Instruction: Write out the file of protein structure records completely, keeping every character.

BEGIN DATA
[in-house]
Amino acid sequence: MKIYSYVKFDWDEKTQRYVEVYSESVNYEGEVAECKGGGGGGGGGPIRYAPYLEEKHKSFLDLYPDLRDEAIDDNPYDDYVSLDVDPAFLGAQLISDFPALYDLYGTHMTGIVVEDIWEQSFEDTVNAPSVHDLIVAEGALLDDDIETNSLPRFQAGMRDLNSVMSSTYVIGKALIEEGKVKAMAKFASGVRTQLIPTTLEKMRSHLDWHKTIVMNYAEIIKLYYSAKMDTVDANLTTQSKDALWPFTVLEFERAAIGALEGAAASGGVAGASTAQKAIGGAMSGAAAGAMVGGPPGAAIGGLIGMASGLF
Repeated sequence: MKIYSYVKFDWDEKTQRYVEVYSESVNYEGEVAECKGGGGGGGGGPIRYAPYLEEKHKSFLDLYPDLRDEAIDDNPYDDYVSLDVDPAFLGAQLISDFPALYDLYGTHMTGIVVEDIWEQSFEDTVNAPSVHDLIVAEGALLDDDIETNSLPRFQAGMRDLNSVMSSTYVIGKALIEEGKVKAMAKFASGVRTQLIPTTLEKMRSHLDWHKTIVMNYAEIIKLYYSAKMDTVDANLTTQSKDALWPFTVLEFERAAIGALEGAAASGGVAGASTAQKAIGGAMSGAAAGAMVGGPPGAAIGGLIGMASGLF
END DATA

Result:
[in-house]
Amino acid sequence: MKIYSYVKFDWDEKTQRYVEVYSESVNYEGEVAECKGGGGGGGGGPIRYAPYLEEKHKSFLDLYPDLRDEAIDDNPYDDYVSLDVDPAFLGAQLISDFPALYDLYGTHMTGIVVEDIWEQSFEDTVNAPSVHDLIVAEGALLDDDIETNSLPRFQAGMRDLNSVMSSTYVIGKALIEEGKVKAMAKFASGVRTQLIPTTLEKMRSHLDWHKTIVMNYAEIIKLYYSAKMDTVDANLTTQSKDALWPFTVLEFERAAIGALEGAAASGGVAGASTAQKAIGGAMSGAAAGAMVGGPPGAAIGGLIGMASGLF
Repeated sequence: MKIYSYVKFDWDEKTQRYVEVYSESVNYEGEVAECKGGGGGGGGGPIRYAPYLEEKHKSFLDLYPDLRDEAIDDNPYDDYVSLDVDPAFLGAQLISDFPALYDLYGTHMTGIVVEDIWEQSFEDTVNAPSVHDLIVAEGALLDDDIETNSLPRFQAGMRDLNSVMSSTYVIGKALIEEGKVKAMAKFASGVRTQLIPTTLEKMRSHLDWHKTIVMNYAEIIKLYYSAKMDTVDANLTTQSKDALWPFTVLEFERAAIGALEGAAASGGVAGASTAQKAIGGAMSGAAAGAMVGGPPGAAIGGLIGMASGLF